Thirtieth Sunday in Ordinary Time: By the side of the road we cry out

Our lives are full of images. There are images on TV, on the computer, on the tablet, on the phone. We spend our lives focusing on so many images that we miss that which we need to see, the Presence of Our Lord.

Oct 28, 2018

30th Sunday in Ordinary Time (Year B)
Readings: Jeremiah 31:7-9
Hebrew 5:1-6
Gospel: Mark 10:46-52

“Master, I want to see.”

Jesus passes the blind man. Bartimaeus can only hear the commotion.

“Master, I want to see.”

Our lives are full of images. There are images on TV, on the computer, on the tablet, on the phone. We spend our lives focusing on so many images that we miss that which we need to see, the Presence of Our Lord.

“Master, I want to see.”

Jesus walked by blind Bartimaeus. There was no time for Bartimaeus to hesitate. If he did not take advantage of the presence of the Lord now, he would have remained blind forever.

“Master, I want to see.”

We do not know how many opportunities we will have to respond to the presence of the Lord. Sometimes the doors he opens for us are only opened momentarily. A teenager hears a subtle challenge to the faith in school and asks his parents why their family is Catholic, why they believe what they believe. How they could believe. The opportunity is right then to nurture his faith. A neighbour is looking for someone to speak to. He/she is lonely. His world feels so empty. She misses her husband so much. When they want to chat, we can take a few moments and bring Christ’s love to them. A husband, a wife is discouraged. The spouse must be supportive now, not later. It is easy to say, “I have so much of my own stuff that I am dealing with.” That is not what marriage is. Marriage is dealing with each other’s stuff. And caring for her, for him. That’s the sacrificial love that makes marriage a sacrament, a real presence of Jesus Christ. The Lord only gives us so many opportunities in life. We only have so much time to take advantage of each of them.

“Son of David, have mercy on me.”

Blind Bartimaeus calls out to the Lord invoking the name of David. David the great king. David the unifier of the Jewish people. David who was promised a reign that would never end. David who was told that one of his descendants would be greater than he was, greater than he could ever imagine.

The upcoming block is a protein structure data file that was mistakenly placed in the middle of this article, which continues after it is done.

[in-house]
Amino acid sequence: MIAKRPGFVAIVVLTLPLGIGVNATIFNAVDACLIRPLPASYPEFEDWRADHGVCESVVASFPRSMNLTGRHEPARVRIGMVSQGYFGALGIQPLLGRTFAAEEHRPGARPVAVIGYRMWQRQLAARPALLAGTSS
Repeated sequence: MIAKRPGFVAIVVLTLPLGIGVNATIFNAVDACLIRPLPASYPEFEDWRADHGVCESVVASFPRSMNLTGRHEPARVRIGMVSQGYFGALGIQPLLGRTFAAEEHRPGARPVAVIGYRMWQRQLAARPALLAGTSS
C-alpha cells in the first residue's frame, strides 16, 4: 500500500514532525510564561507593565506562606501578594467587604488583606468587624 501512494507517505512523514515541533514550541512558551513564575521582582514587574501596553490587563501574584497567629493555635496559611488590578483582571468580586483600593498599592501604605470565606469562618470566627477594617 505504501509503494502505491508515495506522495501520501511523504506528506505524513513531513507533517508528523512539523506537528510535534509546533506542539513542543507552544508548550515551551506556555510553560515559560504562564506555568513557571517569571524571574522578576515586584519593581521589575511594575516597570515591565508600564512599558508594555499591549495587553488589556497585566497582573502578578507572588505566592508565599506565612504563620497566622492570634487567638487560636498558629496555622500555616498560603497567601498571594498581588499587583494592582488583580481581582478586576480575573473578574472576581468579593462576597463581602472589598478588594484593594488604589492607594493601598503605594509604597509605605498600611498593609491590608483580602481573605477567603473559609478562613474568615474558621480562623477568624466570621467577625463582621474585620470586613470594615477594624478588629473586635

“Son of David, have mercy on me.”

The world longed for the Saviour who has been given to us. Jesus the Christ is the one who brings order into the chaos of our lives. He is the Great King, the King of kings. He is the focal point of the history of mankind. He is the Son of David and the Eternal Word of the Father. And he is reaching out to us.

“Son of David, have mercy on me.”

Bartimaeus realised that he was at the bottom of his society. No one had use for a blind beggar. He was in the way. When Jesus walked by, Bartimaeus made a nuisance of himself. “Quiet down, Bartimaeus. You’re embarrassing us.” But he was not embarrassing Jesus. Jesus saw him, hurt for him, called him, and had mercy on him.

“Son of David, have mercy on me.”

People want to convince us that we are numbers. They want to convince us that God is too great for us, that we are too insignificant. But no one is insignificant to God. Jesus sees each of us and loves each of us. “Are not two sparrows sold for a small coin? Yet not one of them falls to the ground without your Father’s knowledge. Even all the hairs of your head are counted. So do not be afraid; you are worth more than many sparrows.” Bartimaeus’ society had no use for the blind. They were forced to beg for food. But Jesus saw Bartimaeus, and hurt for him and healed him. Our society has no use for many people in many stressful circumstances. They may be infected with a terrible disease. They may be starving in a country in Africa or South America. They may be mentally ill in America. Our streets are too full of the homeless, the mentally ill. Shame on us. But Jesus sees all. He hurts for each of us. He reaches out to heal us. He calls. We must go to him.

“Son of David, have mercy on me.”

Bartimaeus realised that only Jesus could heal him. He had faith in the Lord. His faith is the basis of Jesus’
mercy.

“Son of David, have mercy on me.”

Some of us suffer from injuries we have inflicted upon ourselves. Some of us suffer from the way we have been treated by others. Some of us suffer from ailments caused by no one but just resulting from our human condition. We have heart problems. We have cancer. We are caring for a relative with dementia. We are beside ourselves with our problems and we wonder where can we possibly turn. Jesus passes by and says “Have faith in me.”

“He is a priest forever according to the order of Melchizedek.”

The eternal Father appointed his Son, Jesus, to care for his people. He pleads with his Father every day for every one of us. We are significant because Jesus knows us and loves us and brings our needs to his Father. He is our eternal priest, forever, like Melchizedek. We have nothing to fear, ever.

Today’s first reading proclaims: “Shout with joy for Jacob, exult at the head of the nations; proclaim your praise and say: The LORD loves his people.”
God loves us.

Today and every day we proclaim his love to the world. He has had mercy on us. He has given us the gift of sight, the gift of seeing his love in our lives.

We have been blessed. We join Bartimaeus who, immediately after he received his sight, followed Jesus on the Lord’s way to Jerusalem. We join Bartimaeus, following the Lord on a new path of greatness, a path of sacrificial love, a path that leads to a New World that is the Kingdom of God. -- By Msgr Joseph A Pellegrino

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